It's a big trip in terms of time, planning, and money--so before heading into the lion's den, conduct a bit of research
What's the best destination?
Every country has something special to offer, but many safari connoisseurs say the top overall choices are Kenya, Botswana, South Africa, and Tanzania. All have established tourism industries and opportunities to spot the "big five" (elephants, lions, leopards, rhinos, and buffalo). South Africa stands apart for its relative abundance of conveniences--ATM machines, Internet access--as well as hospitals and a variety of accommodations and activities. "You're better able to mix it up in South Africa, with visits to cities, beaches, and cultural attractions," says Julian Harrison, coauthor of Fodor's African Safari and president of Premier Tours. Middle- and upper-class South Africans who drive to the country's reserves make up a large part of its safari market. By contrast, safaris in Kenya, Botswana, and Tanzania primarily cater to international tourists. The game reserves are often in remote locations, and the experience feels more like you're in the middle of Africa, not a park tucked off the highway.
Private or public reserve?
Public parks tend to be larger and have more animals. South Africa's Kruger National Park consists of about 7,700 square miles and is home to 12,500 elephants. Sabi Sand Wildtuin, an adjacent private reserve, is tiny by comparison, spread over 250 square miles. Africa's largest elephant population on private land is in Botswana's Mashatu Game Reserve, which has a herd of around 500. The downside of public parks is that they're generally more crowded and restricted. "You can't drive after dark," says Harrison. "There's no walking and, in eastern Africa, there are no open vehicles." Private reserves afford more freedom, along with luxury and exclusivity, but you'll pay for the privilege. An all-inclusive suite at Sabi Sabi's Bush Lodge in the Sabi Sand Wildtuin costs as much as $735 per person per night, whereas an apartment with space for six in Kruger's Berg-en-Dal camp costs $292 in high season.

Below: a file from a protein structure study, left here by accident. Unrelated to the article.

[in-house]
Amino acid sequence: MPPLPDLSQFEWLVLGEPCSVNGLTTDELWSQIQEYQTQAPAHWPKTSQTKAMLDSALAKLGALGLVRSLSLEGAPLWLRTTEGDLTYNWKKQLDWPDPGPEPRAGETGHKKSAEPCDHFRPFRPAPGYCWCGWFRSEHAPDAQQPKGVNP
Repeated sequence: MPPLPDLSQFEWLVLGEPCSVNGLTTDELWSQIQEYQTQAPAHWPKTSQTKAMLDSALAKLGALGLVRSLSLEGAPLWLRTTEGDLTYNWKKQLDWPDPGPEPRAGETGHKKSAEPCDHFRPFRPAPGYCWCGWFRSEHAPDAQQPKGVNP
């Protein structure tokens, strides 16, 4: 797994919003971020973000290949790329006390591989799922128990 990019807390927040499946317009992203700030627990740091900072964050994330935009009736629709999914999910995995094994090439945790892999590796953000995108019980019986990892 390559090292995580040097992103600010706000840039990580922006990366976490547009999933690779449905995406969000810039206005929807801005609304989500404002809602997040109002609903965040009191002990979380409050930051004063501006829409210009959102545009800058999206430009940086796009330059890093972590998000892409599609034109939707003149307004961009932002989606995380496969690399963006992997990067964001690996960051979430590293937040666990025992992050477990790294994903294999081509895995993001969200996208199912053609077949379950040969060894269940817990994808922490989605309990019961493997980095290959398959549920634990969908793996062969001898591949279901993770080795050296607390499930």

Self-drive or guided?
Most international visitors book safaris led by rangers; if your guide works for a respected tour operator, he'll be an expert tracker with near-encyclopedic knowledge of the wildlife. Self-drive tours are possible in a few national parks--Kruger and Namibia's Etosha, to name two. Beyond costing less, the benefit of a self-drive is that you set the schedule. On guided trips, you follow the group itinerary, often waking before 6 a.m. Yet going it alone is quite a risk if this is your one and only safari; no one wants to travel all the way to Africa, only to miss out on the sights. Customized safaris are the ultimate, allowing you to control who's in your group, and when and for how long you're out on patrol.
How do guided safaris work?
You'll sleep either in one home base, which could be anything from a permanent tent camp without electricity to a five-star lodge, or in mobile campsites that allow your group to keep moving. "Game drives are typically done in the early morning and late afternoon hours," says Stacey Bisley, tour consultant for safari operator Gametrackers. Each drive lasts three or four hours. Some lodges also offer guided walks or night drives to view game with a spotlight. For many people, two days on safari isn't enough, while ten days in a row of rambling on bumpy roads may try your patience.
What other activities are available?
When not on game drives, folks on safari eat and relax--a lot. This may prove challenging if you like to exercise or simply can't handle down time. Going for a walk solo is too dangerous, and only the priciest lodges have spas, gyms, and pools.